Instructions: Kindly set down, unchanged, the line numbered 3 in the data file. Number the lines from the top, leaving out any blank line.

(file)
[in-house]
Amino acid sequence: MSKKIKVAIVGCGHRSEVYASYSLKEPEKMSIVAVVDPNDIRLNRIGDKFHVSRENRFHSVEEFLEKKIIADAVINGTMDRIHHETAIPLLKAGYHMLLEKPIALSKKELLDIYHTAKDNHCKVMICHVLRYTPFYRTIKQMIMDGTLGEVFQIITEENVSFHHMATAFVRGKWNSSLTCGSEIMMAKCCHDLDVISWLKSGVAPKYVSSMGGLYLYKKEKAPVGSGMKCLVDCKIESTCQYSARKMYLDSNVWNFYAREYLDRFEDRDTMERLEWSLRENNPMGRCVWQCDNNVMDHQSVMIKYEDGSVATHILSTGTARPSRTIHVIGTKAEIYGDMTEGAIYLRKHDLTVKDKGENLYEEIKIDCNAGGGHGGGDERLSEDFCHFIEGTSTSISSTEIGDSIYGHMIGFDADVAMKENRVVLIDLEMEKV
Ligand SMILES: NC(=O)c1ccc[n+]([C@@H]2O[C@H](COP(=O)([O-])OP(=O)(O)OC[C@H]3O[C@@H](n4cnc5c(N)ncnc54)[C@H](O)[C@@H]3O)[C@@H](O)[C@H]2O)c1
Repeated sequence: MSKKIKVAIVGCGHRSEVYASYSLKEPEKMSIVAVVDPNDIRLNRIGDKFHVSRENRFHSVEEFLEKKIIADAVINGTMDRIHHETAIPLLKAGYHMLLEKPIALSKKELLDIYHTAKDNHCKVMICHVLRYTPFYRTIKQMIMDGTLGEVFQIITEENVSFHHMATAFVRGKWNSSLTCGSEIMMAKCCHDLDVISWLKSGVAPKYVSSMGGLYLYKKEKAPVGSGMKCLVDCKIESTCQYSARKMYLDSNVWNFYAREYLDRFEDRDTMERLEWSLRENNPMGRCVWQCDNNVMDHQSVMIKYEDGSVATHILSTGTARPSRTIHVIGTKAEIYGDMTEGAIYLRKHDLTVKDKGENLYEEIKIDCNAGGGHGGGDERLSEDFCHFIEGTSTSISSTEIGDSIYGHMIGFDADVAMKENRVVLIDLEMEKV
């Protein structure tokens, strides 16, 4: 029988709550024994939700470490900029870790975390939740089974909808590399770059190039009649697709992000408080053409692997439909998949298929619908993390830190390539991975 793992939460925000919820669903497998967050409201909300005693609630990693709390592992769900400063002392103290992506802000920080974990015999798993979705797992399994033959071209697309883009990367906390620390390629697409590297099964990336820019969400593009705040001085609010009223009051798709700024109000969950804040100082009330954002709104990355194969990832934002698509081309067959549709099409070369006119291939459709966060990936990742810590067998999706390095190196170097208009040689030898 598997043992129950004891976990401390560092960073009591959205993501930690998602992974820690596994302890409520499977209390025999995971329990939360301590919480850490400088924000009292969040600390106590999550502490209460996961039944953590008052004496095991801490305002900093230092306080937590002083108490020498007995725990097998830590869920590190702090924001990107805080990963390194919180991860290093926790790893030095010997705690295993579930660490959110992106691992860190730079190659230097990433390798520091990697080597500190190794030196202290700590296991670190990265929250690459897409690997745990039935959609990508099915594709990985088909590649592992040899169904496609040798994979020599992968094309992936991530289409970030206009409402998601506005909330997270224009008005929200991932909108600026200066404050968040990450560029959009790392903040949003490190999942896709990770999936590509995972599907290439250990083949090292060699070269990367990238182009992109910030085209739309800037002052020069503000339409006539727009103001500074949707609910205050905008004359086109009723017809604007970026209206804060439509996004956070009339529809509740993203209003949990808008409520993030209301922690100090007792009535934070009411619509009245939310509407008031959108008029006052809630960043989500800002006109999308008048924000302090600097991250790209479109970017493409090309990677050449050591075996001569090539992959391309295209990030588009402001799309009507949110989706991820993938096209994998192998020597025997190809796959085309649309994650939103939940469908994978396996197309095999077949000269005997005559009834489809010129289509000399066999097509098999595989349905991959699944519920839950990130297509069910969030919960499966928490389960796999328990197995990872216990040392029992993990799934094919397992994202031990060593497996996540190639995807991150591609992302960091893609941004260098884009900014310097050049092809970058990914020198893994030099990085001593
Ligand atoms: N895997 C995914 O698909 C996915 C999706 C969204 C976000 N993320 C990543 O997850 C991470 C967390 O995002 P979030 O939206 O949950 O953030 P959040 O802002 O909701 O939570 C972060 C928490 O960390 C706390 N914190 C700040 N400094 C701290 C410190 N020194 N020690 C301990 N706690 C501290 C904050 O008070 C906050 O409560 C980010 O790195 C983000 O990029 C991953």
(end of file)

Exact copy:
Ligand SMILES: NC(=O)c1ccc[n+]([C@@H]2O[C@H](COP(=O)([O-])OP(=O)(O)OC[C@H]3O[C@@H](n4cnc5c(N)ncnc54)[C@H](O)[C@@H]3O)[C@@H](O)[C@H]2O)c1